An insect cell that contains Wolbachia

Wolbachia is found in up to 60% of all insect species including the Cairns birdwing butterfly.

Wolbachia (green) in the ovaries of Aedes aegypti mosquitoes

High magnification image of Aedes aegypti cells with Wolbachia (green)

Wolbachia is found in moths, butterflies, ladybirds and the blue damselfly (pictured).

Wolbachia

Wolbachiais a natural bacterium present in up to 60% of all the different species of insects around us, including some mosquitoes.

However, it is not usually found in the Aedes aegyptimosquito, the primary species responsible for transmitting human viruses such as dengue, chikungunya, and Zika.

For many years scientists have been studying Wolbachia, looking for ways to use it to potentially control the mosquitoes that spread human diseases.

Our research has shown that when introduced into the Aedes aegyptimosquito, Wolbachiacan stop these viruses from growing inside the mosquito and being transmitted to people. This important discovery has the potential to transform the fight against life-threatening viral diseases.

Wolbachiais safe for humans, animals and the environment. It is a naturally occurring bacterium already found in the environment in many insect species. Two independent risk assessments have been conducted, both of which gave an overall risk rating of ‘negligible’ (the lowest possible rating) for the release of mosquitoes with Wolbachia.

Alternative uses of Wolbachia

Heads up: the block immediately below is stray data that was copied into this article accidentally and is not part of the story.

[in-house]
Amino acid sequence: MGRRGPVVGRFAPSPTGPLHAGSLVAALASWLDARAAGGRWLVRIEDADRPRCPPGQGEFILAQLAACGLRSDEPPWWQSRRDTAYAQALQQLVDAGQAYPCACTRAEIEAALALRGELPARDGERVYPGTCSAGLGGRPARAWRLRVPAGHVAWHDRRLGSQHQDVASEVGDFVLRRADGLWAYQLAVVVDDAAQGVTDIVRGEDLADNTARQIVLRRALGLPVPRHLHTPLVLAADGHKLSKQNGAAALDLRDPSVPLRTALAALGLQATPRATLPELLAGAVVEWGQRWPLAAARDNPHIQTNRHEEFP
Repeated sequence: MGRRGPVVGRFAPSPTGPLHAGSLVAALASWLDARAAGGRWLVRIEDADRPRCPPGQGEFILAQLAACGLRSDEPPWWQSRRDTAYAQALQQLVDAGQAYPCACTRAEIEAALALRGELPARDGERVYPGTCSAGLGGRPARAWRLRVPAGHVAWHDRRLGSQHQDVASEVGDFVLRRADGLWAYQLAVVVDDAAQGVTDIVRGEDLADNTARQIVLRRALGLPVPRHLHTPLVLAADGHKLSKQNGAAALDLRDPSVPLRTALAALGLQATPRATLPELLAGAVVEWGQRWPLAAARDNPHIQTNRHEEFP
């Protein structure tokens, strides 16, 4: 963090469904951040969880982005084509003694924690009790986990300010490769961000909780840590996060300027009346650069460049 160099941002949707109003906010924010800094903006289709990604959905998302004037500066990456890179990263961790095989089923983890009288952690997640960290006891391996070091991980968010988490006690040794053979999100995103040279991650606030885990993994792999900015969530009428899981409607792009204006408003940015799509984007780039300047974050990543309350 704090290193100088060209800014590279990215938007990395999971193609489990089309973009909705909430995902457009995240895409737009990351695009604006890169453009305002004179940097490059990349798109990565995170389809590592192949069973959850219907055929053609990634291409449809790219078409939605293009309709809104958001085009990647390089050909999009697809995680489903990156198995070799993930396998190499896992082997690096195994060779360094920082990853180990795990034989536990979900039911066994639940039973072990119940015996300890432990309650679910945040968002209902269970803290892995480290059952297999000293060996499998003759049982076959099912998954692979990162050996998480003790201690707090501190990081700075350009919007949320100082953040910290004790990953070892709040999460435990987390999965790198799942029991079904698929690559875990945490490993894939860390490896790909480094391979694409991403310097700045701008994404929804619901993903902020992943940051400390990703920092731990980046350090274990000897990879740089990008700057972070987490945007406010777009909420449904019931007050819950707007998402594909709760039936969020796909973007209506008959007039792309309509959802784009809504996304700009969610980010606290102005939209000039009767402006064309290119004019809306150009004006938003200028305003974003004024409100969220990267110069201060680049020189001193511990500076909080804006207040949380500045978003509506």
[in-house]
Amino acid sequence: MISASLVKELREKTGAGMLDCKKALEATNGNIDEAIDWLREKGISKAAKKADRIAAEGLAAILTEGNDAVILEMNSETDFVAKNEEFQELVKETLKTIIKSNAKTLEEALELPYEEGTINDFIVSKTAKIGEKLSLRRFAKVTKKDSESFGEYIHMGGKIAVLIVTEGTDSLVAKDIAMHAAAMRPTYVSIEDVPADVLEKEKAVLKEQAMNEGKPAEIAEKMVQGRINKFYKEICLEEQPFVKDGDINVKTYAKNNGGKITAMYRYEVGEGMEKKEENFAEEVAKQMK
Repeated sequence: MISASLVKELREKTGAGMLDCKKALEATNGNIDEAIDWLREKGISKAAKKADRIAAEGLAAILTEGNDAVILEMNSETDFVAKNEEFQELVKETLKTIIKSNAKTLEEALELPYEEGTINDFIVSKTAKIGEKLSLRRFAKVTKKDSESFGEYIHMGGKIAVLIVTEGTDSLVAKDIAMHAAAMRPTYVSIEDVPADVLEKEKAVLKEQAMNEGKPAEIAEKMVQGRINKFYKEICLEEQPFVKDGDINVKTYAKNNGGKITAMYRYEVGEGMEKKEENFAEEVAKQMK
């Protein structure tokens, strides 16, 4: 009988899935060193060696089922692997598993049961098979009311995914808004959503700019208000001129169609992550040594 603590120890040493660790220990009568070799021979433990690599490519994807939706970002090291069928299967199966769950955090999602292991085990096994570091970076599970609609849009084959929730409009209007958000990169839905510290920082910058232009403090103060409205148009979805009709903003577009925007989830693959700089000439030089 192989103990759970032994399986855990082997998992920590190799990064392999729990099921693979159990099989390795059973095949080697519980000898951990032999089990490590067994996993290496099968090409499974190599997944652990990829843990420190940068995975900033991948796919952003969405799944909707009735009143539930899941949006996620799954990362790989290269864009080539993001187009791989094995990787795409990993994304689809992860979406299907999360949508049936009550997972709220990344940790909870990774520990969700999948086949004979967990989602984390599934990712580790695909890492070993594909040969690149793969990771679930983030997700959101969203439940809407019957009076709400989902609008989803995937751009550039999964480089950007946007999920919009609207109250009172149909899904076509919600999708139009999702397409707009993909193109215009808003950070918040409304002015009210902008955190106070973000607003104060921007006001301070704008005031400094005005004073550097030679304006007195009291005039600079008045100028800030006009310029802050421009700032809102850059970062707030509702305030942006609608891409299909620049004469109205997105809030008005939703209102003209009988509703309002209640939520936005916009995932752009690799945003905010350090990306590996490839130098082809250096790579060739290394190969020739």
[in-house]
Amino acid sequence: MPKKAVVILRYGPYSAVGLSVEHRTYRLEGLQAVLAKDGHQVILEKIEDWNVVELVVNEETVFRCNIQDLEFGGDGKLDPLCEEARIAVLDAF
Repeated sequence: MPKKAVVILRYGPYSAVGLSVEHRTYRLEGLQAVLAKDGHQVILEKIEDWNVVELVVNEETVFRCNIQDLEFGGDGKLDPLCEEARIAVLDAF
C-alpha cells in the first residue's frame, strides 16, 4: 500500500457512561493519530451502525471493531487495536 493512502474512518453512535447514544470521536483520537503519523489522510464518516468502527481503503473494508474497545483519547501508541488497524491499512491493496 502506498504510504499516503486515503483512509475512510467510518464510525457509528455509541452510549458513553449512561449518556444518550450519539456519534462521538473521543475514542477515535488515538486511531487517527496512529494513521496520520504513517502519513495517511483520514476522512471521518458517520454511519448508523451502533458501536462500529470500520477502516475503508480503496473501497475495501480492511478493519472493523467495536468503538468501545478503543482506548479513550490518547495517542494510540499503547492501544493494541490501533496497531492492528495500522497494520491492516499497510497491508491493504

Other researchers are experimenting with Wolbachiaas a means of suppressing Aedesmosquito populations. This approach involves the release of only male mosquitoes with Wolbachia. When these mosquitoes mate with wild female mosquitoes without Wolbachia, they are unable to reproduce. The technique requires the release of a large number of male mosquitoes to reduce the overall mosquito population. As with insecticides, this technique would need to be reapplied over time as the population of mosquitoes gradually returns. 
 
In contrast to this approach, the Eliminate Dengue program is not trying to reduce the overall number of mosquitoes. Our aim is to spread Wolbachiainto wild mosquito populations to reduce the ability of these mosquitoes to transmit disease. We release a smaller number of male and female mosquitoes with Wolbachiaover a number of weeks and these mosquitoes then mate with the wild mosquito population. As the bacteria is passed on from generation to generation and over time, the percentage of mosquitoes carrying Wolbachiagrows until it remains high without any further releases. Mosquitoes with Wolbachiaare less able to transmit viruses to people, so the risk of outbreaks in those areas is reduced.
 
Our research has shown that Wolbachiacan sustain itself in mosquito populations without continual reapplication, which makes this method sustainable and cost-effective in the long-term. We are currently adapting our approach for use in large, urban environments and targeting a cost of US$1 per person. 
 
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